This type of idealistic blather is unworthy of a shrewd leader like Putin. Where do we see any evidence that the UN prevents wars or that international law serves any purpose other than to provide an excuse for future aggression by the US or Israel? The UN means nothing to Bush, Obama or anyone else who occupies the White House. It's just one of many props that's used to achieve strategic objectives.

    Putin wants to reduce weapons and troops on both sides of the Russia-Europe border, but the US plans to deploy missile systems to Eastern Europe and push NATO/US forces and military bases into Central Asia, thus, encircling Russia and destabilizing the region. Bush/Obama's plan for missile defense systems in Poland and the Czech Republic would integrate US nuclear facilities around the world providing the US with a first-strike capability that Russia will have to counter with more targets in Europe. Putin can't allow this threat to Russia's national security to go unanswered. Whether he wants to reduce the number of nuclear weapons or not is irrelevant, he will be forced to escalate. Missile Defense has made an another arms race unavoidable.

    Putin may have stumbled in his early years as president, but he's shown that he's a quick learner who now understands how to handle the US. Along with US/NATO military bases sprouting up throughout Central Asia, and CIA-sponsored "color coded" revolutions toppling regimes that had been friendly to Moscow; Putin has had to deal with US-funded NGOs operating in Russia that are working to destabilize the government. These faux-human rights organizations are now watched carefully by Russian intelligence agencies and often harassed by right wing, nationalist youth groups, like "Nashi".

    Putin's real "awakening" came about when Georgia's President Mikail Saakashvili invaded South Ossetia 2 years ago. At the time, all of the western media reported that Russia had started the war, but now we know that wasn't the case. Here's a brief summary of what really happened by former Russian President Mikhail Gorbachev:

    "For some time, relative calm was maintained in South Ossetia. The peacekeeping force composed of Russians, Georgians and Ossetians fulfilled its mission, and ordinary Ossetians and Georgians, who live close to each other, found at least some common ground....What happened on the night of Aug. 7 is beyond comprehension. The Georgian military attacked the South Ossetian capital of Tskhinvali with multiple rocket launchers designed to devastate large areas....Mounting a military assault against innocents was a reckless decision whose tragic consequences, for thousands of people of different nationalities, are now clear. The Georgian leadership could do this only with the perceived support and encouragement of a much more powerful force. Georgian armed forces were trained by hundreds of U.S. instructors, and its sophisticated military equipment was bought in a number of countries. This, coupled with the promise of NATO membership, emboldened Georgian leaders into thinking that they could get away with a "blitzkrieg" in South Ossetia...Russia had to respond. To accuse it of aggression against "small, defenseless Georgia" is not just hypocritical but shows a lack of humanity." ("A Path to Peace in the Caucasus", Mikhail Gorbachev, Washington Post)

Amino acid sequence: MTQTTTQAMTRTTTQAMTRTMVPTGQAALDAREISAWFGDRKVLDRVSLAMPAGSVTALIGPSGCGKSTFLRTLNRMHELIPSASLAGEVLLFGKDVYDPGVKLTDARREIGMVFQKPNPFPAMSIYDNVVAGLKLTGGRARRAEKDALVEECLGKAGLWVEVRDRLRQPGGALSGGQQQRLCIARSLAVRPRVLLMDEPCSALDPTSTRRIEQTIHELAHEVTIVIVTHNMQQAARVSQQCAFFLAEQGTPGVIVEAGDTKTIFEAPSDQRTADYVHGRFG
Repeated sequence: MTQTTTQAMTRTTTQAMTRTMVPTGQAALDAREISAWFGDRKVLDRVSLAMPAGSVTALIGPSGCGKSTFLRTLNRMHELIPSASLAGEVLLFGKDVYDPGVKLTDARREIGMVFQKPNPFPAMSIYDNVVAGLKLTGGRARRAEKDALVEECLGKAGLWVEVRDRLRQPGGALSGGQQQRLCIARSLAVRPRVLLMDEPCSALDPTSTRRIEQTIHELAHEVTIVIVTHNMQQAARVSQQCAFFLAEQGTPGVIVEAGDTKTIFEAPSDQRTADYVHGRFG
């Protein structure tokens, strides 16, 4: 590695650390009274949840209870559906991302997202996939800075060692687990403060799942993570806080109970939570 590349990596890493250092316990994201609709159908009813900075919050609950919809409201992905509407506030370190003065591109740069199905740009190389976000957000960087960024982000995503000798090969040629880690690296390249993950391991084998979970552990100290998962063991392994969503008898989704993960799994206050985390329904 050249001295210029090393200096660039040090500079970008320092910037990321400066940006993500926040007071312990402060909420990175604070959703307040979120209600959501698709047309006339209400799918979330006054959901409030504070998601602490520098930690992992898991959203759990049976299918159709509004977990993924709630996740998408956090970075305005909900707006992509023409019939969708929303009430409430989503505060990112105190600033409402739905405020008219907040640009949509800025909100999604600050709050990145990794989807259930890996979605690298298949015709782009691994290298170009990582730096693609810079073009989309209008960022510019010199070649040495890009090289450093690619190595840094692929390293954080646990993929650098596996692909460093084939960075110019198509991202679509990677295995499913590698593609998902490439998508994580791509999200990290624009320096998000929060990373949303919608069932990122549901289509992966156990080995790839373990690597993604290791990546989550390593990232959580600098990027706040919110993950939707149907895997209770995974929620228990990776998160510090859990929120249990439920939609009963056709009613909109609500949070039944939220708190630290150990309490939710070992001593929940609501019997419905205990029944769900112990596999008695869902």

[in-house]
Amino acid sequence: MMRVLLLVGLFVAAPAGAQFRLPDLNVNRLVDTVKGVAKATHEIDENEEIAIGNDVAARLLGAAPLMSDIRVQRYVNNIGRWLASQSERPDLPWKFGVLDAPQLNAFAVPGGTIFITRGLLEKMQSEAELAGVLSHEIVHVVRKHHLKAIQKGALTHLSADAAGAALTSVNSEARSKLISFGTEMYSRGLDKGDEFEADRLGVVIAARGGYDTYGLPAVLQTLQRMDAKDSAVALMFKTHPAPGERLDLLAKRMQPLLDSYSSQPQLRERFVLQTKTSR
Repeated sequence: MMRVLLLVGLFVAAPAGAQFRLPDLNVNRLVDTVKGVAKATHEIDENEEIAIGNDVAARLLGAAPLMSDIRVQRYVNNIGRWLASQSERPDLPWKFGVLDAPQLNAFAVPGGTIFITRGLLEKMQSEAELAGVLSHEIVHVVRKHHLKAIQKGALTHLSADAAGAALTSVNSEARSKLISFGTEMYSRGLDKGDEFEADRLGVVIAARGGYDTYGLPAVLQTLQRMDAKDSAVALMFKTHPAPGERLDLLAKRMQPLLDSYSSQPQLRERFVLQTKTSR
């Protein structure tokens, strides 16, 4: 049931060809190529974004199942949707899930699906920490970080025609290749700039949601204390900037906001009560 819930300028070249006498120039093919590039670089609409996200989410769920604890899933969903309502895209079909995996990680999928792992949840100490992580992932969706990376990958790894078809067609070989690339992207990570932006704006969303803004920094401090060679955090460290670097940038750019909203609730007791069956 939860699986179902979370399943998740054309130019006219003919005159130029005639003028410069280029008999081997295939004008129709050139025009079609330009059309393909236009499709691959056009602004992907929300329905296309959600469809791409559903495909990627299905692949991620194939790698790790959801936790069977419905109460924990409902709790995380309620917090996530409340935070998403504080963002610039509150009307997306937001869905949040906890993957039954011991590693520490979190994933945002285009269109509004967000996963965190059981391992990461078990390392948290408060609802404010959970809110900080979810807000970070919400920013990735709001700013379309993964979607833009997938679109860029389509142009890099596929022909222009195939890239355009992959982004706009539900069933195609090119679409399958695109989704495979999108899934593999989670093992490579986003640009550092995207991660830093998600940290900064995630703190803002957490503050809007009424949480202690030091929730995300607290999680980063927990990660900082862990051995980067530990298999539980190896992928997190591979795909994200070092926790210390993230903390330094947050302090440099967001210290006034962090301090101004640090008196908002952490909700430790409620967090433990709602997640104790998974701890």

Gorbachev's account is accurate, but leaves out some important details. There aren't any military installations in Tskhinvali. In fact, there aren't any military targets at all. It's an industrial center consisting of lumber mills, manufacturing plants and residential areas. It's also the home of 30,000 South Ossetians. When Saakashvili ordered the city to be bombed by warplanes and shelled by heavy artillery, he knew that he'd be killing hundreds of civilians in their homes and neighborhoods. But he ordered the bombing anyway.